Your child’s temperature will likely be taken many times during a hospital stay to check for a fever.
There are several ways to take temperatures: under the tongue, on the side of the forehead, or in the ear using a special type of thermometer. The American Academy of Pediatrics (AAP) advises to always use a digital thermometer, never a mercury thermometer. In fact, the AAP recommends that parents should remove mercury thermometers from their homes because mercury is poisonous.
• Digital thermometers can be purchased at any drug store and used under the tongue or under the arm. Some have an alarm that beeps when it is time to remove the thermometer.
• A temporal artery thermometer reads the infrared heat waves released by the temporal artery, which runs across the forehead just below the skin.
• Tympanic, or ear, thermometers measure infrared waves and are very easy to use. These require proper technique to be accurate, so keep the directions handy.
Before your child leaves the hospital, ask your doctor whether you should monitor for fever. Some fever medicines, including aspirin, can interfere with other drugs or cause complications. Find out from your doctor whether you should give medication for fever and how high the fever can go before you call.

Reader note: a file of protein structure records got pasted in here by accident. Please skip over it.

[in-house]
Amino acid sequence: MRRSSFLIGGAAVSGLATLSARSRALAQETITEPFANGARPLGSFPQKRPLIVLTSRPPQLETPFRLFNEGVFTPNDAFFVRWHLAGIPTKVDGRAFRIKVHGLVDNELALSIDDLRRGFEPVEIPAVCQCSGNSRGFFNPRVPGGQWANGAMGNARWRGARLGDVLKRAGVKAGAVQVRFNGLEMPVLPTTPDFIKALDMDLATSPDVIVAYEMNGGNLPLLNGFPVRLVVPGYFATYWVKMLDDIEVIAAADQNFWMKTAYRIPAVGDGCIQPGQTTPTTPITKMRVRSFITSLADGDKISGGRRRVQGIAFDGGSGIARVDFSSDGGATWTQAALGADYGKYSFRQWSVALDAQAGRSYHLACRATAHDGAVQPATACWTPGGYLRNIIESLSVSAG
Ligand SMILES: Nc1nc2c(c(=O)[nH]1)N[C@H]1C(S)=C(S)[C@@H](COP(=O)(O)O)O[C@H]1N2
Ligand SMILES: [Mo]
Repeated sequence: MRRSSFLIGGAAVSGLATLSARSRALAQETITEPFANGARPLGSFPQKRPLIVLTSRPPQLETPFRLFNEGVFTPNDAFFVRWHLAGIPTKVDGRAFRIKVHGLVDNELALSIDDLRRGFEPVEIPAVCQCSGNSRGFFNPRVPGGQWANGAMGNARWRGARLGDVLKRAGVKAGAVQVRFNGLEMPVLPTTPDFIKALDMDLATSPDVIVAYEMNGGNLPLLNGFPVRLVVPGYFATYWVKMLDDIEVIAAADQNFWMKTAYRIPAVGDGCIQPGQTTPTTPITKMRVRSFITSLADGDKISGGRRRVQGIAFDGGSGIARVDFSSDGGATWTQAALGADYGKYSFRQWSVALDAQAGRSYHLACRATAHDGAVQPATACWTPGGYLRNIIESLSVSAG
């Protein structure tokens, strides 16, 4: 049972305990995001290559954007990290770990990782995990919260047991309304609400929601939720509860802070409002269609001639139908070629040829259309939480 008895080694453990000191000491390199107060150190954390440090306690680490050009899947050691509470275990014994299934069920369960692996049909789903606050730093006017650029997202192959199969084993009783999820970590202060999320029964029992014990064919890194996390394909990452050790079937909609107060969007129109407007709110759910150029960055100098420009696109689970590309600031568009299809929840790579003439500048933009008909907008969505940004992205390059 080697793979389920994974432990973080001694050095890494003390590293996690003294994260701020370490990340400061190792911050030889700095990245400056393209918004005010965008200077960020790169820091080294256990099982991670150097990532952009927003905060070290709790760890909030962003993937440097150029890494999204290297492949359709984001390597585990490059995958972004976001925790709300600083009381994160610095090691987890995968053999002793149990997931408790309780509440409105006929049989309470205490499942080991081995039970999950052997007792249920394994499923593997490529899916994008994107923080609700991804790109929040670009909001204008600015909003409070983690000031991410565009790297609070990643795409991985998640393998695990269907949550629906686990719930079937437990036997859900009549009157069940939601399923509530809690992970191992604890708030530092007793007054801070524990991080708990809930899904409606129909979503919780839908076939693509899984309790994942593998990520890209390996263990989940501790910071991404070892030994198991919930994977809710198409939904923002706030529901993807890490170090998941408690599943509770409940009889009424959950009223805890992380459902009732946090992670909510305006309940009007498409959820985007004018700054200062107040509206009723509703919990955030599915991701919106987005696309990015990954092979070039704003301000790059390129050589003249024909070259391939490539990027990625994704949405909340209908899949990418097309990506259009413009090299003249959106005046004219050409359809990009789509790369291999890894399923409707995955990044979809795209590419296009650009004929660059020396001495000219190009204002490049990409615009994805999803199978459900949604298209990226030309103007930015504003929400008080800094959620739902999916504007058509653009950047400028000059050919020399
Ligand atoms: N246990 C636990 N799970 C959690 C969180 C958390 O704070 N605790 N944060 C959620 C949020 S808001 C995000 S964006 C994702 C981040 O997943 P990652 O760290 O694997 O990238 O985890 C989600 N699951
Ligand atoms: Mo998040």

After six-year-old Kurt’s hydrocele surgery, I had to take his temperature frequently for several days. He absolutely refused to have a thermometer in his mouth. It was just impossible, so we compromised and used a digital thermometer under his arm. He complied because he liked to hear the beep at the end.
Table of ContentsAll Guides
- 1. Before You Go
- 2. The Emergency Room
- 3. Preparing Your Child
- 4. The Facilities
- 5. The Staff
- 6. Communicating with Doctors
- 7. Common Procedures
- 8. Surgery
- 9. Pain Management
- 10. Family and Friends. What to Say
- 11. Family and Friends. How to Help
- 12. Feelings and Behavior
- 13. Siblings
- 14. Long-Term Illness or Injury
- 15. School
- 16. Medical and Financial Records
- 17. Insurance
- 18. Sources of Financial Help
- 19. Looking Back
- My Hospital Journal
- Packing List
- About the Author